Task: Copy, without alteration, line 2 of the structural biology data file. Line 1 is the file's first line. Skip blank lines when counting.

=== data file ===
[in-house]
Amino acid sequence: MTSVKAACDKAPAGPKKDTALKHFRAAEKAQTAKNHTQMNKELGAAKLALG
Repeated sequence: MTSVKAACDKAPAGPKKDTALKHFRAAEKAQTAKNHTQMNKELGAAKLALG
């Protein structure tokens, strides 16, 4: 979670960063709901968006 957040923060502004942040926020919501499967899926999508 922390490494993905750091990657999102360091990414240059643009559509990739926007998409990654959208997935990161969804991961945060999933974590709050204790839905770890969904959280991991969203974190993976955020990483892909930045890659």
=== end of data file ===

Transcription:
Amino acid sequence: MTSVKAACDKAPAGPKKDTALKHFRAAEKAQTAKNHTQMNKELGAAKLALG